Gone are the days of the bipartisanship that brought us the Civil Rights and Voting Rights bills (even in the face of southern segregationists) and Environmental legislation. We have a booming economy in terms of Wall Street and corporate profits and a stagnant one in terms of worker salaries and buying power. Continue reading

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Guest Post: A knowledge management system capable of blinking red

Inattention to critical knowledge is an old problem. Lessons are forgotten, near misses are ignored, caution is dismissed, disasters result. Titanic. Bhopal. AIG. Katrina. Fukushima. And on and on.

Knowledge Management (KM) is supposed to make the right information available to the right people at the right time in the right form—and to the best level of certainty possible—for making the most appropriate decisions when and where they are needed. KM should also direct the attention of decision makers to critical information and help them make sense of it. The bigger the stakes, the more situational awareness and mindfulness are needed. Continue reading

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Guest post: Announcing World Makers

The goal of World Makers is to encourage people to build computer simulations of the world. This includes simulating water, weather, crops, land use policy or anything else. Models can be regional or global, simple sketches or full blown simulations.

The classic game ‘Sim City’ by Will Wright is perhaps the best known example of a computer simulation. It lets people build their own imaginary city from the ground up, placing roads, homes and services and measuring their success against the happiness of the population. The goal here is similar – but real – with real data, real stakeholders and real outcomes.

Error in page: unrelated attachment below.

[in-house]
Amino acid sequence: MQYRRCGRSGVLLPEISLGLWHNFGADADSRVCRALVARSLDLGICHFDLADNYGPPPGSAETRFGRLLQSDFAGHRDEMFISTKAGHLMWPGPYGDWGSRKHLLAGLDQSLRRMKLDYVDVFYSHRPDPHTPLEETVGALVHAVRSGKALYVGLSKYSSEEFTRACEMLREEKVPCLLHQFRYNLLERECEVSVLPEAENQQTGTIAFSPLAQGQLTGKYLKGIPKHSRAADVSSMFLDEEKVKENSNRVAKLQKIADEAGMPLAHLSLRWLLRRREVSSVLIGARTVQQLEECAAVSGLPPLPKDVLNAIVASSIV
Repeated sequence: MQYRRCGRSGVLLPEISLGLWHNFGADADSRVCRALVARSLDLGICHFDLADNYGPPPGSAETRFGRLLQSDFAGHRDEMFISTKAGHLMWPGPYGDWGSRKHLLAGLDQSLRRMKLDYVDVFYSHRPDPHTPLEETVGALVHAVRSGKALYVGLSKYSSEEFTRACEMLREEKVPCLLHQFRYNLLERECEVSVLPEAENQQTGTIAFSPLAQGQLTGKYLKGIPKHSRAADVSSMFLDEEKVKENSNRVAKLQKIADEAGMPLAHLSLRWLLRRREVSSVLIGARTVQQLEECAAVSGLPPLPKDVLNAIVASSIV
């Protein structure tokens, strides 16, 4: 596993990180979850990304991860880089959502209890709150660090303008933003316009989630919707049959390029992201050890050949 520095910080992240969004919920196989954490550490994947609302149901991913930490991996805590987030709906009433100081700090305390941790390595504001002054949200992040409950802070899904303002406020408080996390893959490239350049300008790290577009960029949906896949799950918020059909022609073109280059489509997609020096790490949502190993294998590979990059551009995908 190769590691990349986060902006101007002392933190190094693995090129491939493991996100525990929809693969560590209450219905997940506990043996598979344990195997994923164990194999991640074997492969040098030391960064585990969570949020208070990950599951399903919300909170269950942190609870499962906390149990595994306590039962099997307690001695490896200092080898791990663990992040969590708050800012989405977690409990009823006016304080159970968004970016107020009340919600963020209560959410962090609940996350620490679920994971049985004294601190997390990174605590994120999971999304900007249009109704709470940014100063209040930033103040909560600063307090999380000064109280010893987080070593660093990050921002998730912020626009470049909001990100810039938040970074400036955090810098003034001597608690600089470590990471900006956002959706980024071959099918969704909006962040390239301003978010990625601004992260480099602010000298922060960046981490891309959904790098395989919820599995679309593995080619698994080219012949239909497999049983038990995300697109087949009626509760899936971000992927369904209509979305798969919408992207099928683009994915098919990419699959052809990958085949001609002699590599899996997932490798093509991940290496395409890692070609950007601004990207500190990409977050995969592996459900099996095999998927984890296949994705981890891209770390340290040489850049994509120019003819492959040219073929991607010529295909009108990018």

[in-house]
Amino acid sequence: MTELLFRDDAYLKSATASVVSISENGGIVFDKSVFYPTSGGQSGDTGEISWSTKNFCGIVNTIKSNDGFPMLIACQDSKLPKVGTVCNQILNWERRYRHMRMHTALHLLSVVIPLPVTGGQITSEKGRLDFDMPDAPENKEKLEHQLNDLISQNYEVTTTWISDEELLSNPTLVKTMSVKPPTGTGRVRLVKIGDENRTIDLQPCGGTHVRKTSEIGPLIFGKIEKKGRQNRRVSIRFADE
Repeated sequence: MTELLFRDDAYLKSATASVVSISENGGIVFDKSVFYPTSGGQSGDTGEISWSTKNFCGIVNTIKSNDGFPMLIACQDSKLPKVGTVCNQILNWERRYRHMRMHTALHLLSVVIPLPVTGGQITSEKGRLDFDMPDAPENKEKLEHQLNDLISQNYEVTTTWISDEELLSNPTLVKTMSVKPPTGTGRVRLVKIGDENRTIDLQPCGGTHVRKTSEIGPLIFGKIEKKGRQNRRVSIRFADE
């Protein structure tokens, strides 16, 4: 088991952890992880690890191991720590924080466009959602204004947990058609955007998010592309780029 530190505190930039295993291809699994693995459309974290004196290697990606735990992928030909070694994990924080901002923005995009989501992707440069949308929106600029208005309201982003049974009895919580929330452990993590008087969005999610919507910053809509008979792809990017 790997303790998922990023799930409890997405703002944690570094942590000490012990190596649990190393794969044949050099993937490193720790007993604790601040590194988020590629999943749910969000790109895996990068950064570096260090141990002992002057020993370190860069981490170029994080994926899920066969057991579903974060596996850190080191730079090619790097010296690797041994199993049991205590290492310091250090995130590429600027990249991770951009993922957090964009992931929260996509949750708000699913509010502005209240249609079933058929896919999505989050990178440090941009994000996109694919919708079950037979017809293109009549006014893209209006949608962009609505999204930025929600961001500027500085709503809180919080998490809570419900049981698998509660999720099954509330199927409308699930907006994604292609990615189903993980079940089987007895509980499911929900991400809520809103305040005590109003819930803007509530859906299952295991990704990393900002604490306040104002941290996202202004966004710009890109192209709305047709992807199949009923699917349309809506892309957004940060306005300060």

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Guest Post: The dirty dozen: twelve ways to fail at effective decision making

In the course of my decision analysis, analytics, and intelligence work for businesses and industry, I have identified a set of common points of failure in a typical decision engineering initiative.  These characterize the “hidden traps”, where decision makers often struggle to preserve the integrity of the Decision Engineering life cycle.

Below is the chain of those failure points. I have listed them in a sequence in which I have found them to typically occur.  Each one encompass the preceding two points in the list.

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Guest Post: Beyond the Professor: Gilligan’s Island and the data science talent search

I am not a data scientist. I repeat, I am not a data scientist.

Last week I spoke on a panel with the author of this blog and several other decision intelligence executives. Our topic, “Who is Your Chief Decision Officer”, was a hit. The discussion centered on the fact that the data and technology exist today to make “Big Decisions” within complex organizational systems.  However, most companies are missing a strategic owner of the data.

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Guest Post: What is Decision Intelligence (DI), anyway?

Decision Intelligence: An easy and pedagogical way to make Informed Decisions using collective intelligence

Have you sometimes had the feeling that you missed important aspects in your decision making which make you feel somewhat uneasy?

Did you perhaps forget to take certain facts into consideration or did you misjudge the relative importance of an influencing factor? Did you realize the unintended consequences of the decision taken?

You know there is a tacit cause-and-effect mechanism under the surface, but maybe you did not capture it, or even not understood it.